March 2, 2012

Short and Kinda Slow: A Running Guide

After just one season of cross-country in highschool (as a way to get out of PE with no experience in athletics or sports), I made a promise to my body that it would no longer have to hear the words "12-mile-run". I know that some people live for long runs, and to them I say "Kudos and Enjoy!". For us humans, however, it's just not going to happen.

I reckon I'm in pretty good shape, and I feel great after a 3-5 mile run. I suppose if I had more time to train I could work my way up, but I don't. And, to be honest, I would probably rather spend that time in a BodyPump class or watching F.R.I.E.N.D.S. with a big bowl of berries and some dark chocolate.

Moreover, I don't think that you have to run miles in the double digits to call yourself a "runner". 3 miles a few times a week is more than enough justification to buy those cool shoes you wanted or to tell your friends about the run you went on that felt so amazing. And you know what else? Even a slow, short jog has infinite benefits for your heart health and overall metabolism. Just do something.

The trap, though, its that if you're running short distances, preparation and fuel needs are slightly different. There's really no need to carbo-load with 3 bowls of pasta the night before, and a jug of Gatorade to replenish lost electrolyties might be a bit unnecessary. I recommend a banana for pre-run fuel and a bowl of cereal with regular or coconut milk as as after-run snack. This has the right amount of sugars, carbs, protein, and potassium without any extras.

If you choose the right healthy fuel foods and don't add to your regular calorie intake, a short run can do wonders for a weight-loss goal. If you burn 100 calories a mile, you need 35 miles to lose a pound. That's only 12 3-mile runs! A longer run might make you much hungrier and you might find yourself eating more calories than normal, slowing down weight loss. Yes, I know, it sounds like an excuse for the short-and-slow running club, but it's pure math!

No one ever said that you can't get a killer workout from a run under 10 miles, anyway. Here are my tips for getting the best out of each mile:

1. Warm-up: Jogging or doing jumping jacks for about 5 minutes and then stretching for another 5 before your run will help your have maximum energy for your run. If your body is warm you'll be able to go faster and move more efficiently without getting sore muscles or cramps. Make sure to stretch after, as well.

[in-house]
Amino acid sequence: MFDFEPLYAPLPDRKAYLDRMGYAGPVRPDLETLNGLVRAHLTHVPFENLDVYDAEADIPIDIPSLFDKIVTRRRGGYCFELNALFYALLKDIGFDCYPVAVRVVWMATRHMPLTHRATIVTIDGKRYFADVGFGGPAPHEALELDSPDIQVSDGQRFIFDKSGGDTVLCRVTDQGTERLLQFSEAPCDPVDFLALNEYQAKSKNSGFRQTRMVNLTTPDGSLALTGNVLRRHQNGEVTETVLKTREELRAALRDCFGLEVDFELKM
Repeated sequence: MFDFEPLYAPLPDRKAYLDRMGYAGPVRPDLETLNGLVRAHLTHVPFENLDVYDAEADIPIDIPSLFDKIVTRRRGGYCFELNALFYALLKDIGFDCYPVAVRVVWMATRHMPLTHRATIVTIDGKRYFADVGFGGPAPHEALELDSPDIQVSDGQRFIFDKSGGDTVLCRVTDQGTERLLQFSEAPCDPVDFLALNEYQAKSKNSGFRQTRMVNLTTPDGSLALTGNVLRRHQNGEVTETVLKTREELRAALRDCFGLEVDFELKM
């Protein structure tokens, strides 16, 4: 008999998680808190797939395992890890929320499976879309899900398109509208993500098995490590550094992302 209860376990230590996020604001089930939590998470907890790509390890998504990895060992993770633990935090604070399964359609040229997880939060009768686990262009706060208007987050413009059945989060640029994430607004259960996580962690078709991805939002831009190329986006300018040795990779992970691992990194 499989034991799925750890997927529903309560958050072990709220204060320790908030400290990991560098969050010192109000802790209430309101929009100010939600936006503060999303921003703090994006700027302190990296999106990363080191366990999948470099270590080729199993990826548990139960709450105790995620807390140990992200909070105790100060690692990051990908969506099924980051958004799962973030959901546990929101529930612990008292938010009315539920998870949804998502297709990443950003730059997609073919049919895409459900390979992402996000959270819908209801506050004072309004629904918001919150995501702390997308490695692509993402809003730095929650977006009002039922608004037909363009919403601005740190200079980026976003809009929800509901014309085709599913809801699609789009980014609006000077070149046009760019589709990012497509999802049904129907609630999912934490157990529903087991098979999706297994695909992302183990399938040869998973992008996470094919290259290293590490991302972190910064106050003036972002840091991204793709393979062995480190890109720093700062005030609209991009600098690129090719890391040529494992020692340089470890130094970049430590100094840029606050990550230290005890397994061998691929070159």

2. Intervals: Use the lack of distance to work on speed. This can help raise your heart-rate and it's been repeatedly proven that interval workouts are more effective at beating fat than long, steady workouts. I recommend a 1 minute sprint, 2 minute jog pace.

3. Switch Up Locations: I find that I run faster and with more excitement when I'm running somewhere I've never been (or at least not in a while). Running the same route over and over can get boring and exhausting. You're much more likely to get a good workout if you're inspired to go faster to see what's around the next corner.

4. Add Weight: This can be during your run or after. First of all, if you can manage to run a few miles holding 3 or 5 lb. weights in each hand, power to you. Go for it. It'll tone your arms and help your posture. However, if this sounds dreadful, just do some basic weight-lifting, sit-ups, and push-ups after your run. It can be for as little at 5-10 minutes, but will help improve your overall fitness and make your next runs even easier.

5. Increase Frequency: Rather than running 12 miles one day and feeling out of commission for a week, break it up into smaller runs. Make a mileage goal for the week (say 12-15) and if you're feeling tired one day, just do 2 miles that day and a longer one the next. Running more frequently keeps your metablism higher, as well.

Just have fun with it! Since quitting cross-country, I still really enjoy running when I can and it feels great when I get some good miles in (meaning anything over 4). I know that I will likely never do a marathon, and I'm ok with that. I'm in good shape, I have a healthy heart, and I like a sweaty, rockin' work out as much as the next guy, but when it comes to running I like short distances at a kinda slow pace, and that's ok!

How do you get a good workout from a short run?


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